Weekend Argus (Saturday Edition) - - TRAVEL 2011 - AU­DREY D’AN­GELO

BRI­TISH Mid­land In­ter­na­tional (bmi) is in the process of be­ing sold by Ger­man air­line Lufthansa to Bri­tish Air­ways. This means it will be trans­ferred from the Star Al­liance of in­ter­na­tional air­lines, to which SAA be­longs, to the One World al­liance, led by the In­ter­na­tional Avi­a­tion Group, formed by the merger of BA and Span­ish air­line Ibe­ria.

At the same time, Vir­gin At­lantic Air­ways, which un­til now has re­mained independent of any in­ter­na­tional al­liance, has con­sulted Deutsche Bank over the pos­si­ble ad­van­tage of join­ing one.

Vir­gin, which flies to Joburg all year round, with­draws its ser­vice to Cape Town in win­ter. In win­ter, its pas­sen­gers are car­ried be­tween Cape Town and Lon­don by SAA un­der code­share ar­range­ments. It could, there­fore, be con­ve­nient for both sides if it re­placed the smaller and less high-pro­file bmi as the Bri­tish mem­ber of the Star Al­liance, par­tic­u­larly in view of the amount of traf­fic be­tween the UK and South Africa and the num­ber of busi­ness trav­ellers who pre­fer to travel be­tween this coun­try and the US by way of Lon­don to tak­ing the very long di­rect flight from Joburg.

Vir­gin, like its ri­val BA, has a num­ber of con­ve­nient flights be­tween Lon­don and the US and was not happy about com­pet­ing alone against a com­bi­na­tion of BA, Ibe­ria and Amer­i­can Air­lines in the US mar­ket.

There have been sug­ges­tions the Bri­tish govern­ment may with­draw its un­pop­u­lar pas­sen­ger ar­rivals tax. Air­lines and its own tourism au­thor­ity have protested against the tax, which was in­tro­duced os­ten­si­bly to limit the amount of CO emit­ted by air­craft but which in fact is not ring-fenced for any anti- pol­lu­tion mea­sures but sim­ply raises money for the UK fis­cus.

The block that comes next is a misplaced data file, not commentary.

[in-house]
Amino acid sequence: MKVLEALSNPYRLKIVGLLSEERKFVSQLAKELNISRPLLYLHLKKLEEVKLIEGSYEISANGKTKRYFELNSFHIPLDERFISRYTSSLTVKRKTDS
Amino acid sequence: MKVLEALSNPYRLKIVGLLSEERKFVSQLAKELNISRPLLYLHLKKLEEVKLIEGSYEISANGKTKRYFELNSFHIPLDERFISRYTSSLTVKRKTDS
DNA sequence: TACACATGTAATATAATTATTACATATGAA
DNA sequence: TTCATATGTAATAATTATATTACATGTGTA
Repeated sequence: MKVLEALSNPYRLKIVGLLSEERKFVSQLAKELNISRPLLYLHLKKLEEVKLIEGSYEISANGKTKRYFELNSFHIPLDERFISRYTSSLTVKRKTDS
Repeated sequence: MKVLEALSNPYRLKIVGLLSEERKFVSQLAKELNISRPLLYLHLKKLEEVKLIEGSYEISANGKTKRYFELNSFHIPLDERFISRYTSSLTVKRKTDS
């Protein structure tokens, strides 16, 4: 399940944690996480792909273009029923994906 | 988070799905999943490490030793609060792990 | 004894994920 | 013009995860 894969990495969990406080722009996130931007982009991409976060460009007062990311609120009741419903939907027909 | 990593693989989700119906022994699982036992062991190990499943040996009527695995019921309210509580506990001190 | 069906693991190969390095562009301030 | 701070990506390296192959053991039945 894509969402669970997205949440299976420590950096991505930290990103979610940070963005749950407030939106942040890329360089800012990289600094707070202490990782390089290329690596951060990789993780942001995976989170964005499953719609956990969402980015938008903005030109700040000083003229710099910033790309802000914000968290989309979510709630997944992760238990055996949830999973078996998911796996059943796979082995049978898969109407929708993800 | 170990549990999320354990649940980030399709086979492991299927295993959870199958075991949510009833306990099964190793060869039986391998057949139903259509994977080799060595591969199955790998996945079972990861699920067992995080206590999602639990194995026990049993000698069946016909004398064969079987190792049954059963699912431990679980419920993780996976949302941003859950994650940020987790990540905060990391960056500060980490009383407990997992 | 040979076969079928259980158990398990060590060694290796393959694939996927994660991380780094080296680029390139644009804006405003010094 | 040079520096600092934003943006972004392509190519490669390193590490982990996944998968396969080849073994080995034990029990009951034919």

Cyn­ics have sug­gested hints the tax may be with­drawn have noth­ing to do with ar­gu­ments against it but sim­ply that it would be dif­fi­cult for the govern­ment to con­tinue to jus­tify it while join­ing the rest of the EU in in­tro­duc­ing a com­pul­sory emis­sions trad­ing scheme for all ar­riv­ing air­craft.

What­ever the rea­son, the In­ter­na­tional Air Trans­port As­so­ci­a­tion and most gov­ern­ments out­side Europe are ob­ject­ing to the com­pul­sory emis­sions trad­ing scheme on the grounds that Europe can­not tax air­lines for emis­sions out­side its air space. We shall see what hap­pens next year. PE by air Low- cost air­line Vel­vet Sky is launch­ing a cam­paign to point out the ad­van­tages of fly­ing to Port El­iz­a­beth from Cape Town. It started the ser­vice in time for the Christ­mas hol­i­day when thou­sands of work­ers leave the city, mostly by bus or taxi, to visit their fam­i­lies in the East­ern Cape. Most of them will have re­turned be­fore the end of Jan­uary, when tourists ar­rive from over­seas and some to go on to Port El­iz­a­beth and the Wild Coast.

Gary Webb, Vel­vet Sky’s chief op­er­at­ing of­fi­cer, tells me the route is be­ing well sup­ported and the air­line is “very happy with it”.

The Joburg-polok­wane route, which the air­line hopes will at­tract work­ers go­ing home from Gaut­eng for the hol­i­days, has been slower to start up be­cause it re­ceived less pub­lic­ity but is at­tract­ing pas­sen­ger loads above 50 per­cent.

Both he and Karen Murray, spokes­woman for Air­link, which also flies be­tween Joburg and Polok­wane, said they catered for dif­fer­ent mar­kets. Vel­vet Sky flies three times a week and caters mainly for a price-sen­si­tive mar­ket. Air­link caters mainly for busi­ness trav­ellers, flies ev­ery day and times its flights for pas­sen­gers leav­ing and re­turn­ing in a sin­gle day.

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